Den of Geek look at what Star Wars: The Last Jedi meant for Snoke, and the unanswered questions left behind (beware of spoilers)….

Snoke’s face was kept under wraps in The Force Awakens’ marketing – partly, it seems, because even director JJ Abrams couldn’t quite decide what the villain should look like. As Serkis said in interviews at the time, he was forced into the unusual position of playing a character without even seeing a picture of the role he was asked to inhabit. It was only later in post-production that Snoke’s ghoulish appearance was finally nailed down.

In the finished movie, Snoke cut such a phantom-like figure that he almost looked like something from a separate franchise. Shown exclusively as an unfeasibly tall hologram, his bald head, lined face and dreadful scars hinted at a long and violent history; indeed, everything about him seemed engineered to provoke debate. Was he really that big, or was he just projected that way? Where did he come from? What kind of name was Snoke anyway?

You hardly need us to repeat the assorted fan theories: Snoke’s Palpatine; no, Snoke’s Jar-Jar Binks, who was an evil fiend all along. No, you’re all wrong, it’s Mace Windu. And so on.

It also goes without saying that The Last Jedi put most of those theories to bed with the storytelling equivalent of a lump hammer. No, Snoke wasn’t really that tall, although he did still appear to be loftier than your average human. No, he wasn’t Palpatine, Jar-Jar, or Mace Windu. He was just a scheming, cackling, wizard-like humanoid who’d managed to take control of a galactic military junta, yet preferred to spend much of his time alone, in his throne room, wearing an expensive dressing gown.

As written by Rian Johnson, The Last Jedi also saw Kylo Ren dramatically overthrow Snoke’s tyranny; the old geezer may have had extraordinary powers, but his arrogance turned out to be his undoing. One swish of a Lightsaber later, and Snoke was left as a heap of cauterised body parts.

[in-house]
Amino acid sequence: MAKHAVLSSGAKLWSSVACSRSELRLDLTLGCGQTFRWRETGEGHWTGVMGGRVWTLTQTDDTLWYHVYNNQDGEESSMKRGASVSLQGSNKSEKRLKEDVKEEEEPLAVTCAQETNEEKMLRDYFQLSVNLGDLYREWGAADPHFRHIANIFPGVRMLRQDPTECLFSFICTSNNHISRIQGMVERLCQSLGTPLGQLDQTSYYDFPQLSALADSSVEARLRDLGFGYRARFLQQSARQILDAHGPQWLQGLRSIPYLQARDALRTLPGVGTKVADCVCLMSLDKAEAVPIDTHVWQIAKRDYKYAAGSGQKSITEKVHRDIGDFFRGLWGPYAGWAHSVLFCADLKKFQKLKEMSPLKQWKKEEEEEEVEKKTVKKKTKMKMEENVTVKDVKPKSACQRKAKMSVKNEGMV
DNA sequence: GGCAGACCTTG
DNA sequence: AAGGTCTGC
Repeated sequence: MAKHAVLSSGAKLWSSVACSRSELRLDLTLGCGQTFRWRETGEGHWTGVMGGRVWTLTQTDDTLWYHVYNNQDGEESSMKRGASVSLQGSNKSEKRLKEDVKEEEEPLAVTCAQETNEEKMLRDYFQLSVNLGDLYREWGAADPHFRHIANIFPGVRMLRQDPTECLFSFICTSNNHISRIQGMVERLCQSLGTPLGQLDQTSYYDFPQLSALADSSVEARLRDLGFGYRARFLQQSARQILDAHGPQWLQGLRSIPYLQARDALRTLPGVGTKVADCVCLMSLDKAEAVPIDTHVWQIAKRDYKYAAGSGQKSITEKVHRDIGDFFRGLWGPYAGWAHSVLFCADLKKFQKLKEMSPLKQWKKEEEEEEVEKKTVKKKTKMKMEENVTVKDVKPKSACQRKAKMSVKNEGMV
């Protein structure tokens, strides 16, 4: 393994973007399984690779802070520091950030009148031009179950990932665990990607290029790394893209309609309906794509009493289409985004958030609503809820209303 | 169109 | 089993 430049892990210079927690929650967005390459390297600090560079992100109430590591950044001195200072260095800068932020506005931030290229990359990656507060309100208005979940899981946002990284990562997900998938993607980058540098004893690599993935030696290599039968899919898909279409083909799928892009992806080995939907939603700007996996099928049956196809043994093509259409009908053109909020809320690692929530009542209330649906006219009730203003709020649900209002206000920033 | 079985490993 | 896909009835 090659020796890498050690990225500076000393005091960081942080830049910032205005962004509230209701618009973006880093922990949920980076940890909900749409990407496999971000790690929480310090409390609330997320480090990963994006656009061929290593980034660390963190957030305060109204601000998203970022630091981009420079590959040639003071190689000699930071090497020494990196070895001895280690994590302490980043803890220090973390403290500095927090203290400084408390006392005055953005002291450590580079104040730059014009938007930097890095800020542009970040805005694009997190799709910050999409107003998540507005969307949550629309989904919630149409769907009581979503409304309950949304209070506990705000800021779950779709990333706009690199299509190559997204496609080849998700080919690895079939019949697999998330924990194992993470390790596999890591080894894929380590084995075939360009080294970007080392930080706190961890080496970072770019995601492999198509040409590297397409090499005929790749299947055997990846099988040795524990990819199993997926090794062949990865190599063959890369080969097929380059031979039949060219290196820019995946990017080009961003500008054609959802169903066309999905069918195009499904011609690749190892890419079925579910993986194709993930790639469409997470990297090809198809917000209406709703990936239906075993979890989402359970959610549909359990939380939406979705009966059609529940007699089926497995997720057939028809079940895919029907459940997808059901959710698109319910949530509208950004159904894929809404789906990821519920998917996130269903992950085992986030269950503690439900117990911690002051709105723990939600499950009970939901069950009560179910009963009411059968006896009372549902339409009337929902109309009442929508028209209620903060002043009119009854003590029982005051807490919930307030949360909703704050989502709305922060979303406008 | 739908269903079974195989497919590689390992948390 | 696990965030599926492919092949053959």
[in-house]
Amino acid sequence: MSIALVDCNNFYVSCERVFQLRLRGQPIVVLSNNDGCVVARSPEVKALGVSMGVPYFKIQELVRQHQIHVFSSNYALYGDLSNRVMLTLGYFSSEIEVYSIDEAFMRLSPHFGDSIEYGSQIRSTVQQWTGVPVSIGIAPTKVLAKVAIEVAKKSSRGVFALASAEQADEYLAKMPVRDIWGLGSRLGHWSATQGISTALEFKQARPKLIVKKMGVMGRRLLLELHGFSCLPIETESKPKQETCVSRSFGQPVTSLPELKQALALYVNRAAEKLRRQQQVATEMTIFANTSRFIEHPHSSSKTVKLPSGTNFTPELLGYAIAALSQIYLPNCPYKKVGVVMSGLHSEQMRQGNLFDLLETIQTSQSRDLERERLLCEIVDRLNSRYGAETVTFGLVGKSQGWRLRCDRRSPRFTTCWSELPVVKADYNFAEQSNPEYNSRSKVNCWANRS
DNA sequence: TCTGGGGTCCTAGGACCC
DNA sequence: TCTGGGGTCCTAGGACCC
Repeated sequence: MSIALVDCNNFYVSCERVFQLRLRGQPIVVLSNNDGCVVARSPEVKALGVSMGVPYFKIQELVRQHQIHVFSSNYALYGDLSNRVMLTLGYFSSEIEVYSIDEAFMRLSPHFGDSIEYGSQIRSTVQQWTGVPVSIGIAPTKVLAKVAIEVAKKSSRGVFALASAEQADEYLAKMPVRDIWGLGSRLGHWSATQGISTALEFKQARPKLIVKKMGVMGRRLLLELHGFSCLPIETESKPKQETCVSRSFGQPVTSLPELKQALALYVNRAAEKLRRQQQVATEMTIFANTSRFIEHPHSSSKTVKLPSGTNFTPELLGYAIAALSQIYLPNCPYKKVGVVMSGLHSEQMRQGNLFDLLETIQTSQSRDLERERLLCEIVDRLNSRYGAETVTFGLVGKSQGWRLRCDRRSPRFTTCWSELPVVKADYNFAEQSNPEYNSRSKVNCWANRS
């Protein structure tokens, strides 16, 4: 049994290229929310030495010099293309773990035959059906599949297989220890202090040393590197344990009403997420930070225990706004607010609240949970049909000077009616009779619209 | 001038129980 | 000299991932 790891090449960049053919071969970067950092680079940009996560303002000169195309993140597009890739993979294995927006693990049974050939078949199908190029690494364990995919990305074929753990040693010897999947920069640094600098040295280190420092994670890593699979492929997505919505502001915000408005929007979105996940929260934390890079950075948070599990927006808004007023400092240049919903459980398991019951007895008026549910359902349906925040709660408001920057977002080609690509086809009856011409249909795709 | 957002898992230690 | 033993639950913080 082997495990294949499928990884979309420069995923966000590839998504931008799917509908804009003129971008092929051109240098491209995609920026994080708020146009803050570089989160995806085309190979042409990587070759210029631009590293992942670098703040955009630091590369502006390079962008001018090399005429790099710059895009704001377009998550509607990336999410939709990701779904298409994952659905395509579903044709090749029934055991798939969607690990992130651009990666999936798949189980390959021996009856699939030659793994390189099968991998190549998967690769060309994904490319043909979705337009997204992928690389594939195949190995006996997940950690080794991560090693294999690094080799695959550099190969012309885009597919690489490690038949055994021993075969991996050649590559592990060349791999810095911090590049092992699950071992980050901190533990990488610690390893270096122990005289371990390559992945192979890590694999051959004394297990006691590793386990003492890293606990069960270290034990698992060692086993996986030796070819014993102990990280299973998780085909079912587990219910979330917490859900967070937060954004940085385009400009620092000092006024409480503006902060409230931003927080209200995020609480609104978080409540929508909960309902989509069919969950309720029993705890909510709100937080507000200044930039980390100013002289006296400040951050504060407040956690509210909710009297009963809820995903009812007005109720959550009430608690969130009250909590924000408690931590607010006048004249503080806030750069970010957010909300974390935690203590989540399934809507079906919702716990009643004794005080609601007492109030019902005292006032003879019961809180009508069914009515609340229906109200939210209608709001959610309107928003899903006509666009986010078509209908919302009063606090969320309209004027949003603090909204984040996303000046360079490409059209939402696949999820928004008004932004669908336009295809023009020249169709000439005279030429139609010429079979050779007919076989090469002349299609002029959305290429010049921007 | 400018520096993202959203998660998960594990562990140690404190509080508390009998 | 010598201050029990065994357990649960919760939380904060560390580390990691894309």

Reactions from fans were, perhaps understandably, mixed. But whether you think the death of Snoke was an ingenious rug-pull or a jarring disappointment, you’ll likely agree that the character leaves behind a wealth of unanswered questions. How did he and Kylo Ren meet? Where did he come from? What were all those scars about?

Now, it could be argued that, when Emperor Palpatine breathed his last in Return Of The Jedi, the hooded maniac left behind some mysteries of his own, at least in 1983 – before George Lucas’s prequels explained how he met Anakin Skywalker and why his face looks so darn strange.

There is, at least in this writer’s opinion, a subtle difference between the presentation of Emperor Palpatine as a villain in the Original Trilogy and Snoke in the sequels. With Palpatine, there was always a sense of “what you see is what you get”; like all the characters in the careworn Star Wars universe, he had an air of history about him, but it never felt as though the saga revolved around him in any meaningful sense. He was the master pulling Darth Vader’s strings, certainly, but there was never any doubt that the story of those original three movies belonged to Luke, Vader, Leia and Solo.

Read the full interesting article here.